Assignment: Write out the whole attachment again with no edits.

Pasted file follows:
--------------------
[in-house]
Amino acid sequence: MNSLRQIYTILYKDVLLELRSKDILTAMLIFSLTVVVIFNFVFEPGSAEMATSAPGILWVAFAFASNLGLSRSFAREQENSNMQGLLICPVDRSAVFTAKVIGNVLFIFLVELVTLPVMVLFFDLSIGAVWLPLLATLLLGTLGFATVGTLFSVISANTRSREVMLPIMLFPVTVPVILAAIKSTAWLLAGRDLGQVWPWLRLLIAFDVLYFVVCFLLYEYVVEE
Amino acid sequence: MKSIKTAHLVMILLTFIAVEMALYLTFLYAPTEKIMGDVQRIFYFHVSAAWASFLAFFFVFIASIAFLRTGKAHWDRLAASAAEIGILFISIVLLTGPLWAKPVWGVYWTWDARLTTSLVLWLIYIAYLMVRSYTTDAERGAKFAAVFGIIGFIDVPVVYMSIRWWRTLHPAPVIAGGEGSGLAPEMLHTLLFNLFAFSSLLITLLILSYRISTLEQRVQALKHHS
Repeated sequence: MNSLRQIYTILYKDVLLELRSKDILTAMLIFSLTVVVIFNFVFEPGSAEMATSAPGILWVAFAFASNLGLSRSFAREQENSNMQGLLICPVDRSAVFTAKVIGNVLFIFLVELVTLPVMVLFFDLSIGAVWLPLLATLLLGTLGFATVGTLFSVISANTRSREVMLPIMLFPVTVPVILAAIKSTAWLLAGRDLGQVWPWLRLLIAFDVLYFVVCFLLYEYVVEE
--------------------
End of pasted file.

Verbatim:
[in-house]
Amino acid sequence: MNSLRQIYTILYKDVLLELRSKDILTAMLIFSLTVVVIFNFVFEPGSAEMATSAPGILWVAFAFASNLGLSRSFAREQENSNMQGLLICPVDRSAVFTAKVIGNVLFIFLVELVTLPVMVLFFDLSIGAVWLPLLATLLLGTLGFATVGTLFSVISANTRSREVMLPIMLFPVTVPVILAAIKSTAWLLAGRDLGQVWPWLRLLIAFDVLYFVVCFLLYEYVVEE
Amino acid sequence: MKSIKTAHLVMILLTFIAVEMALYLTFLYAPTEKIMGDVQRIFYFHVSAAWASFLAFFFVFIASIAFLRTGKAHWDRLAASAAEIGILFISIVLLTGPLWAKPVWGVYWTWDARLTTSLVLWLIYIAYLMVRSYTTDAERGAKFAAVFGIIGFIDVPVVYMSIRWWRTLHPAPVIAGGEGSGLAPEMLHTLLFNLFAFSSLLITLLILSYRISTLEQRVQALKHHS
Repeated sequence: MNSLRQIYTILYKDVLLELRSKDILTAMLIFSLTVVVIFNFVFEPGSAEMATSAPGILWVAFAFASNLGLSRSFAREQENSNMQGLLICPVDRSAVFTAKVIGNVLFIFLVELVTLPVMVLFFDLSIGAVWLPLLATLLLGTLGFATVGTLFSVISANTRSREVMLPIMLFPVTVPVILAAIKSTAWLLAGRDLGQVWPWLRLLIAFDVLYFVVCFLLYEYVVEE